Ahmed Rahim: “There was a feeling that we could bring all these pure, organic ingredients from culture to culture. It was also about being innovative and authentic to the types of herbs and teas we’ve brought to the market, as well as the authenticity from the farmers to the consumer.”

What have been some of the biggest obstacles that you have faced?

Ahmed: “It’s really been finding the right people that can share the brand story and the brand authenticity, because it’s a unique culture and a story that we’re trying to share. It is just about finding those that are either very skilled at their work or very in tune with our culture. It is essential to find that right blend of people that can grow with us and be right in the seat of what we need them to do without falling too much off balance from one way or the other.”

You have made it your goal to be a company that benefits the world. Why is it important to you to be leaders in doing that?

Reem: “A lot of businesses are sort of depleting Earth’s resources and maximizing people without considering them as people in a sense — just skill sets. I guess we intrinsically aren’t like that as people.”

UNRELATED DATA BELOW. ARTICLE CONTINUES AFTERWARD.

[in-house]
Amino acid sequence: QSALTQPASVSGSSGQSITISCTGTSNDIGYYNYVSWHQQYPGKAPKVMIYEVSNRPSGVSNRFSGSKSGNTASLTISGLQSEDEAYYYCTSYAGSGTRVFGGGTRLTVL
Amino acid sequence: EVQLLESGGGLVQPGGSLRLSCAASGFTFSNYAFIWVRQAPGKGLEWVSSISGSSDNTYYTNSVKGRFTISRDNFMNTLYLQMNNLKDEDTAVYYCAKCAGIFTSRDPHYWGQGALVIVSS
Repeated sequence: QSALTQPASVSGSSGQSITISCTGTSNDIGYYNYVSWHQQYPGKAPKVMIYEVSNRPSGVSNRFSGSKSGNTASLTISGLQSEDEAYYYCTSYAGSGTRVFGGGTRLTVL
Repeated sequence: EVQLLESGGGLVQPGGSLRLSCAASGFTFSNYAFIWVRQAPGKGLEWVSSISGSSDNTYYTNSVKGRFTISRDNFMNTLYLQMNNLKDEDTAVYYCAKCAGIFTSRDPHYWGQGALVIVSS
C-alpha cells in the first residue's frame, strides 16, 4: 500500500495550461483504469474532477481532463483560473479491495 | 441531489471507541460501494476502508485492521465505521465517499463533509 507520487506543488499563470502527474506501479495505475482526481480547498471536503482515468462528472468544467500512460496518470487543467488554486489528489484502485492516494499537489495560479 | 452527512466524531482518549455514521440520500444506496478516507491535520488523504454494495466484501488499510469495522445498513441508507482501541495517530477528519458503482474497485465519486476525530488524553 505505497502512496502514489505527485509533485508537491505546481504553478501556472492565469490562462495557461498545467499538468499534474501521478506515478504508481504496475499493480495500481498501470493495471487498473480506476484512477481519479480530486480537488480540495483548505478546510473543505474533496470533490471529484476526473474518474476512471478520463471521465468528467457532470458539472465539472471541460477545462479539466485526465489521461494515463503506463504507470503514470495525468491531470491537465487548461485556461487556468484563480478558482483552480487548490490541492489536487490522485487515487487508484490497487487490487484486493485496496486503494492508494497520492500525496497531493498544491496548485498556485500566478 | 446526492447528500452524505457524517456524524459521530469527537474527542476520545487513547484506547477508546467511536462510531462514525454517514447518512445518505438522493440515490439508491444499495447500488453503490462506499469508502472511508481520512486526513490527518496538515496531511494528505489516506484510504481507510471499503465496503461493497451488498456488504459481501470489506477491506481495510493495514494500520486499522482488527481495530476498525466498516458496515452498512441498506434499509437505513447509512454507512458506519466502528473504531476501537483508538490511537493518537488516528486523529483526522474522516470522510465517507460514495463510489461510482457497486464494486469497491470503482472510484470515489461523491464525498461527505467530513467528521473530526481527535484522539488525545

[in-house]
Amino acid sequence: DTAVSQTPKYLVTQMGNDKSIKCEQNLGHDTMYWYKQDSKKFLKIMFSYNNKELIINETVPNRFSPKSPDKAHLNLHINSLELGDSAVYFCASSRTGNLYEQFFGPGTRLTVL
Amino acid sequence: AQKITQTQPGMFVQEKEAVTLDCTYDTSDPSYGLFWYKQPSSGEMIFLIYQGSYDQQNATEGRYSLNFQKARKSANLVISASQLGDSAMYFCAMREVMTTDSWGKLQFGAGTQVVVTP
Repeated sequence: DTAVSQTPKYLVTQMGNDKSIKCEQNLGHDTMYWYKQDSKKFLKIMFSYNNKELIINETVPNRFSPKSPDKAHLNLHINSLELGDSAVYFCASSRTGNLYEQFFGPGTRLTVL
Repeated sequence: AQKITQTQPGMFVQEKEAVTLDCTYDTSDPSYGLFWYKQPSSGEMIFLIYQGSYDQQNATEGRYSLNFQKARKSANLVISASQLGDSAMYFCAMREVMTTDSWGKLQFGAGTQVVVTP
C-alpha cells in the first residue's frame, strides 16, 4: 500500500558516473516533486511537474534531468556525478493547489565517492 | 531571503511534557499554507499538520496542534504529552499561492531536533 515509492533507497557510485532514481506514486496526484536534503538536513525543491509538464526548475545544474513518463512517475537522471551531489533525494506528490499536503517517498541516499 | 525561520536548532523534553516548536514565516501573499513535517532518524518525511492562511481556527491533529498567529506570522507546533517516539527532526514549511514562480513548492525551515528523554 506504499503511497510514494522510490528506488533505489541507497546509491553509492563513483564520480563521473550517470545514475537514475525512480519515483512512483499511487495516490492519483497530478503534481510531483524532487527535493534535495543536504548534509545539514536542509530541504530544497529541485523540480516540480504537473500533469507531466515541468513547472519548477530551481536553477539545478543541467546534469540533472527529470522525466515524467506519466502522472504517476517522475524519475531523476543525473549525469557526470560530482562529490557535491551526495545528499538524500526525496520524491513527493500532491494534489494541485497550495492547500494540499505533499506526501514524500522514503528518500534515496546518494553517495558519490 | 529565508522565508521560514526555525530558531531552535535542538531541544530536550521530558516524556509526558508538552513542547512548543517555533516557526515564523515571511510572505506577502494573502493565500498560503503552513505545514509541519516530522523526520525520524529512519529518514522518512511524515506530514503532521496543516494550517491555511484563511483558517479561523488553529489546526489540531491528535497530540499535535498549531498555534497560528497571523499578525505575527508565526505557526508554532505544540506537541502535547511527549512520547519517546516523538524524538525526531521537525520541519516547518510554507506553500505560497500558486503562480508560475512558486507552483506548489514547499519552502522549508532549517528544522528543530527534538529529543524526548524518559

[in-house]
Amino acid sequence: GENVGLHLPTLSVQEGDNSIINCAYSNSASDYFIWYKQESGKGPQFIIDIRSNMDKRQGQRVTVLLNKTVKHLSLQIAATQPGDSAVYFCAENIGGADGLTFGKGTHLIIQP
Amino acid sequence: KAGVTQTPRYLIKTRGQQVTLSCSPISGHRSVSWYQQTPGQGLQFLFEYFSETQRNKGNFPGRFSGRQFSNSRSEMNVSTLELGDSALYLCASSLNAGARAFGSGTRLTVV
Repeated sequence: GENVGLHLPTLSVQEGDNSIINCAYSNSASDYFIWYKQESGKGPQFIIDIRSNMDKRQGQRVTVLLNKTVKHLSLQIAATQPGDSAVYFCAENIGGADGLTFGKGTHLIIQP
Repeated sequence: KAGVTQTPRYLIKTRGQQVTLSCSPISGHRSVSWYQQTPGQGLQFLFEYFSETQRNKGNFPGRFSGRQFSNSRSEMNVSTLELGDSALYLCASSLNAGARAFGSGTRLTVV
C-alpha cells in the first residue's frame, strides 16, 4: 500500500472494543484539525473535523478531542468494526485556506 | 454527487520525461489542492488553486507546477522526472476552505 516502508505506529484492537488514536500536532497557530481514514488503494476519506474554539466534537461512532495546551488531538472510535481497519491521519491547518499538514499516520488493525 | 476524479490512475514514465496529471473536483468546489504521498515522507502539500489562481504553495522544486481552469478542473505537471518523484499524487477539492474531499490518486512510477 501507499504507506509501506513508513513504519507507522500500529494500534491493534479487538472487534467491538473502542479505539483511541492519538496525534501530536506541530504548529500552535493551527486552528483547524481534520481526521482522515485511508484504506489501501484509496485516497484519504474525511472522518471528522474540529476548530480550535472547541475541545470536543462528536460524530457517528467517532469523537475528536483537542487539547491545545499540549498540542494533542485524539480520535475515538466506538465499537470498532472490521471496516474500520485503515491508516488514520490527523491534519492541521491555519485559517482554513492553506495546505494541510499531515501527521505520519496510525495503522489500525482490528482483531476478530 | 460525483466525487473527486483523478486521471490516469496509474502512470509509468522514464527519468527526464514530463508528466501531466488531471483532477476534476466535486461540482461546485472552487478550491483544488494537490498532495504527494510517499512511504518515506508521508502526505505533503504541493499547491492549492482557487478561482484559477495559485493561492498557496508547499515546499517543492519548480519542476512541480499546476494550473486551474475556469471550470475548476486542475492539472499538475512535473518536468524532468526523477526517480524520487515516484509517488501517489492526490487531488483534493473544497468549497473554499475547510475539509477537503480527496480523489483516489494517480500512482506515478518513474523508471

Ahmed: “People come first, and it’s important to not take anything for granted. It’s also a bit about our upbringing, because we come from the Middle East. In the Middle East, our culture is a lot about hospitality, and making sure everyone feels warm and welcome. We had to leave Iraq due to political strife, and we witnessed our parents take in family, friends, and even strangers. Those actions really inspired us. We were always taught to just take care of one another.”